Last Wednesday was National Women’s Day, and while my sisters were marching and speaking and changing lives, I was making my own statement.
I covered myself in dog shit and howled at the moon.
Let me clarify. This was not some midnight ritual meant to make me feel empowered as a woman. There were no animal sacrifices or burning bras. It was a desperate yell-scream-groan at the sky while wrestling with a trampoline during 60mph wind gusts.
The moon just happened to be visible.
Let me back up a bit.
On that day I happened to be home when the wind storm of all wind storms barreled through Michigan. I heard a “FOOMP” and looked outside to see the trampoline flipped upside down teetering on the fence between us and our poor next door neighbor who always has to deal with our shit.
So I did what any independent woman would do in this situation.
I texted Bill.
I’m actually pretty impressed that I used such fluid alliteration, but alas, Bill was at work and the trampoline was still unstable.
So I did what any independent woman without a choice would do. I heaved on my good winter coat and grabbed a step ladder and walked into the neighbor’s backyard.
Of course I didn’t bring gloves. And I didn’t change out of my good boots. Big mistake.
Because the neighbors have the most adorable dogs ever. Who like to poop as dogs do. All. Over. The. Yard.
Undeterred, I hoisted the step ladder up, turned to the trampoline and heard a crash. The step ladder had blown over.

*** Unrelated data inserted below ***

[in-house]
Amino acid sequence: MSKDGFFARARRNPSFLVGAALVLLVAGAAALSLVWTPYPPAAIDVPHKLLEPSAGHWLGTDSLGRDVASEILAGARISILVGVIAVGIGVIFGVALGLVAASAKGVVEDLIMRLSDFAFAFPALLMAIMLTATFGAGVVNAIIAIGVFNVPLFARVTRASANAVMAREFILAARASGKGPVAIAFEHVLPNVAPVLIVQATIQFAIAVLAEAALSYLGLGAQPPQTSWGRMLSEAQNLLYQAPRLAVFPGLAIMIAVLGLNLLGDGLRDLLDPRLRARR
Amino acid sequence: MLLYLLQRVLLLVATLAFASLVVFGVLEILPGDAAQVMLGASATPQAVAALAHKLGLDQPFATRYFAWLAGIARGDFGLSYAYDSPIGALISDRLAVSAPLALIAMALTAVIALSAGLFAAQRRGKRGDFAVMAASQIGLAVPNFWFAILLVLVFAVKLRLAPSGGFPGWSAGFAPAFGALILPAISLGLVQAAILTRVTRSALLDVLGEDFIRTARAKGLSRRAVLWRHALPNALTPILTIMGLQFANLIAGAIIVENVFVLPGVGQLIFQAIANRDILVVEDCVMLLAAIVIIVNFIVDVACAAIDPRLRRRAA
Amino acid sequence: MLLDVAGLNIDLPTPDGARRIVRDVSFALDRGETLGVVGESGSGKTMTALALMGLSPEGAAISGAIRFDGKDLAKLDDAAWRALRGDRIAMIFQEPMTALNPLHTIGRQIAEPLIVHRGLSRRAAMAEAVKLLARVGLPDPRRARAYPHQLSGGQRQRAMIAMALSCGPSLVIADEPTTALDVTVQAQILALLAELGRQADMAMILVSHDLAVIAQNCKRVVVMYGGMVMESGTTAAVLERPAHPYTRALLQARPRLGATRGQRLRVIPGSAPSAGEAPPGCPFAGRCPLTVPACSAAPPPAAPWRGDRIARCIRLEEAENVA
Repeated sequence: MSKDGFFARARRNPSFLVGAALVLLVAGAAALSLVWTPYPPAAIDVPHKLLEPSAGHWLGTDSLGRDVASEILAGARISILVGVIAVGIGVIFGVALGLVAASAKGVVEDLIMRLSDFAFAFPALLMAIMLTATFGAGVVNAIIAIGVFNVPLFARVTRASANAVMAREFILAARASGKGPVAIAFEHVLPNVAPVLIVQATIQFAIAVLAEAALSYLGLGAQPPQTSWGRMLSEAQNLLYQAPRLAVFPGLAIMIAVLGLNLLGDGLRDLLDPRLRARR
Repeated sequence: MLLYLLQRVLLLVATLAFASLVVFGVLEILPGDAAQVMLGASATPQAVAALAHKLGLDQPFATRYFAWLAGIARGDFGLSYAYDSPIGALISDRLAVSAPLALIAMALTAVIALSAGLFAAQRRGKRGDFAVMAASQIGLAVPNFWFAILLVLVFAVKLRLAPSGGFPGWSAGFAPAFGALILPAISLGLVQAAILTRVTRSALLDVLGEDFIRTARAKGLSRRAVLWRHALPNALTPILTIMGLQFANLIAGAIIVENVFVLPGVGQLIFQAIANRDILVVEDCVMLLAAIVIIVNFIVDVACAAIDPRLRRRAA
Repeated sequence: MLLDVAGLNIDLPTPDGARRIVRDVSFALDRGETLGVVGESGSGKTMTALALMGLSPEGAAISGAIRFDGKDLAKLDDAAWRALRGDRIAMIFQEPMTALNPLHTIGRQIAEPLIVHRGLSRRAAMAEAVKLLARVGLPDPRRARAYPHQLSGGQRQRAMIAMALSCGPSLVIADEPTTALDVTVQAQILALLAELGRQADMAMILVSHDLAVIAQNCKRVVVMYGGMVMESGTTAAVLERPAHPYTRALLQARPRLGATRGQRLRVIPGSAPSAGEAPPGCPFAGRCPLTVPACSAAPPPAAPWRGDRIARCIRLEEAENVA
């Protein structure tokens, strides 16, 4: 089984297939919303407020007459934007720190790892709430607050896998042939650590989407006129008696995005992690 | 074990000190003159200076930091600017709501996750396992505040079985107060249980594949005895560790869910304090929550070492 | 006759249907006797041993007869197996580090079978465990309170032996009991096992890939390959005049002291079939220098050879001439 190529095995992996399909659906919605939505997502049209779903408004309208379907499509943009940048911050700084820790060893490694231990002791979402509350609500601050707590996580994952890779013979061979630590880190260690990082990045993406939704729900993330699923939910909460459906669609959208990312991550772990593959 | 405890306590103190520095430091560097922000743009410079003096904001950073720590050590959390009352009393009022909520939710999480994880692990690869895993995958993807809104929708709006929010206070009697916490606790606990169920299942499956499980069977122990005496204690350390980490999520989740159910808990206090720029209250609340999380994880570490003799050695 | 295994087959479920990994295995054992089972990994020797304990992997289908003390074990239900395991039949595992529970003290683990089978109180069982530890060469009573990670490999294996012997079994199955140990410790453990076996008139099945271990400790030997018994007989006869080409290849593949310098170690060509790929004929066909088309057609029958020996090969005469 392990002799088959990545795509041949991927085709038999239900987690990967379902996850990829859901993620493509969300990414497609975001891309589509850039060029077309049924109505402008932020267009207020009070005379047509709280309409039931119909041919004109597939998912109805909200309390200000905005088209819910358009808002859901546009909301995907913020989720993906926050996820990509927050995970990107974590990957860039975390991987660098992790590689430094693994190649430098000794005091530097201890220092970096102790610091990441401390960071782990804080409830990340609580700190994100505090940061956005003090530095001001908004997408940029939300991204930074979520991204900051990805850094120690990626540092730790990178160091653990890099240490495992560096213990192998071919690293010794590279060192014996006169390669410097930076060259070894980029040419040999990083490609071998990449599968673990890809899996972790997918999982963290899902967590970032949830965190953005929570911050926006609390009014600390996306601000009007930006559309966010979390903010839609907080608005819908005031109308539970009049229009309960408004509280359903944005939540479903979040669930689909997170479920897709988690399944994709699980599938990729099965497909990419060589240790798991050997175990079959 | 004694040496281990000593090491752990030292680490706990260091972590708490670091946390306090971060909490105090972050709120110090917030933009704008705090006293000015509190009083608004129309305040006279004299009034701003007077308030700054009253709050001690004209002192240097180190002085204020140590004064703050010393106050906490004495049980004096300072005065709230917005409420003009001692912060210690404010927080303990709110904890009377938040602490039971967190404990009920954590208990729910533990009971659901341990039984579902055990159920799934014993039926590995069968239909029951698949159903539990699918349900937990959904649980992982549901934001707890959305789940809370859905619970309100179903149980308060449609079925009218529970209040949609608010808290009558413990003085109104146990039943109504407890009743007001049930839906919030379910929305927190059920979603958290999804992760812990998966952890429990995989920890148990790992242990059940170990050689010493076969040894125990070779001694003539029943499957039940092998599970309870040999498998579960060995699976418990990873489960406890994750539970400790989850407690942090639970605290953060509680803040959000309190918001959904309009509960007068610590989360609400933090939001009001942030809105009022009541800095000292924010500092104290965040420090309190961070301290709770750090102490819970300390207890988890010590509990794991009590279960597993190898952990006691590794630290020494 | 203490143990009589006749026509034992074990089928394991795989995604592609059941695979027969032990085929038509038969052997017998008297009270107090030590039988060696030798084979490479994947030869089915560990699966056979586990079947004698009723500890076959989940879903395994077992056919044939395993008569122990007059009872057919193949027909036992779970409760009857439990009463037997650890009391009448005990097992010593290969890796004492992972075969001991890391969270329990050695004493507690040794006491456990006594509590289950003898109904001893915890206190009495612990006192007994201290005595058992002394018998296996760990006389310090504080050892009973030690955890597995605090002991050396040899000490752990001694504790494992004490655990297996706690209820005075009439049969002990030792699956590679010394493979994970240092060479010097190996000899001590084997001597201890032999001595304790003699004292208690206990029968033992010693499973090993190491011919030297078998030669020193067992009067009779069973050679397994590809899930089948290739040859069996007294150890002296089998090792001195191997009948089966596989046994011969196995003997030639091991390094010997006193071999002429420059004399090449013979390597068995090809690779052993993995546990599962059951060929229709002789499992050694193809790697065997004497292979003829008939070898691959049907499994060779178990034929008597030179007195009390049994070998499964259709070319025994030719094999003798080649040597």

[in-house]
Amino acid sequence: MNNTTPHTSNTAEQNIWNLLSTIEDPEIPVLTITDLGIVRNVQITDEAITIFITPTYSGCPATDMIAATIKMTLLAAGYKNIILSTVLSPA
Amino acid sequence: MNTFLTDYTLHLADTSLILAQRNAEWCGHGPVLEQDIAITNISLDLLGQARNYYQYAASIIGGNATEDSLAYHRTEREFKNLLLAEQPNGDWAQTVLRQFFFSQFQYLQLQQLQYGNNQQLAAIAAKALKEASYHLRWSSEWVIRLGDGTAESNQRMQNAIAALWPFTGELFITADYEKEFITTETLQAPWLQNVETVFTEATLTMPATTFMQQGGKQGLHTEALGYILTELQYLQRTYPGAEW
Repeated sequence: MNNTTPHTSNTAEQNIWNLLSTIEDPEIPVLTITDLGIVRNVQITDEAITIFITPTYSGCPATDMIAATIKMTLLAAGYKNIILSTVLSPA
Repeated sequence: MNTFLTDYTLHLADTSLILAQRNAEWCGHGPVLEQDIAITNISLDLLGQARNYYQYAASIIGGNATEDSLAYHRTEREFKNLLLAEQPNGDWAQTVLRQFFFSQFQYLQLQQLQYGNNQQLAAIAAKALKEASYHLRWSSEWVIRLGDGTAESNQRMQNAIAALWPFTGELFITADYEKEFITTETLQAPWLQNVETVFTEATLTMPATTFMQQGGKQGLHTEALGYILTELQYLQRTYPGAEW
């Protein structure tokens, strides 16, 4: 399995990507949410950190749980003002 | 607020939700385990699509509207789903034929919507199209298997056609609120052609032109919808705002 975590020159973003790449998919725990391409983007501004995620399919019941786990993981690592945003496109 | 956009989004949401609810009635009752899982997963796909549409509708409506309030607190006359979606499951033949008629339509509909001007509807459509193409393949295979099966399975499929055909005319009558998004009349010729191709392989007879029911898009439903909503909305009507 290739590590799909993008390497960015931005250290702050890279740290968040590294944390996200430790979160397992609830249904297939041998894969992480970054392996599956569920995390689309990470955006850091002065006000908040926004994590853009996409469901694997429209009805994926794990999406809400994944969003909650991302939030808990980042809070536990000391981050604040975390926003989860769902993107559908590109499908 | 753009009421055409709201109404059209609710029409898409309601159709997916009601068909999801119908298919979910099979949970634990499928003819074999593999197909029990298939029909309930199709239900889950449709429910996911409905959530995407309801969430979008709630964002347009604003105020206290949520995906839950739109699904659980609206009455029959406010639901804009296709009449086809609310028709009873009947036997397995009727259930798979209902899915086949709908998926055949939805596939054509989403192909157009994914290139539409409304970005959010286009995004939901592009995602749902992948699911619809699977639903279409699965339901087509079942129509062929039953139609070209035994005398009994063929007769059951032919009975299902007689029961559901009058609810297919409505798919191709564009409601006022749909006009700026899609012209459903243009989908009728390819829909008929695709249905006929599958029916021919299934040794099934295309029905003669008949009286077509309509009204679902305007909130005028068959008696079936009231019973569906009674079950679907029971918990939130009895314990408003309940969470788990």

If I gauged the gusts just right, I realized I could jump, grab the frame and flip it over the fence so it could lie upside down on the grass. I waited for my moment, hoping I wouldn’t get crushed in the process.
And while I waited, I envisioned the officers who would have to report my dead body.
Cause of death: idiocy.
During a lull, I jumped, ok, barely got off the ground, grabbed the frame and yanked that motherfucker down like Captain America snagging a helicopter.
But the frame was bent, and it needed to be taken apart to be truly safe.
With a screwdriver in one pocket and hardware going into another, I separated all of the parts from the frame, pausing at times to lay across the trampoline to keep it from flying. I was completely focused until I got some mud on my hand.
But it wasn’t mud.
It was dog shit. And then I looked down at myself.
I had dog shit on my coat, I had dog shit on my hands.
I had dog shit on my face, I had dog shit on my pants.
I had some dog shit everywhere, just not in my underwear.
(Credit: Dr. Seuss. It’s also reading month, so read something worthwhile after reading this trash)
That’s when I yell-scream-groaned.
After getting almost blown over several times that would have even made Jim Cantore proud, the trampoline was finally apart.
I dragged the frame to the back corner of the yard just in case and dragged myself back home.
I felt like I had been beaten with a club while running a race. And I was gross. Grosser than gross. I carefully peeled off my much loved winter coat and threw it in the washer.
And then the power went out.
Stay tuned for Part 2! The stages of surviving a power outage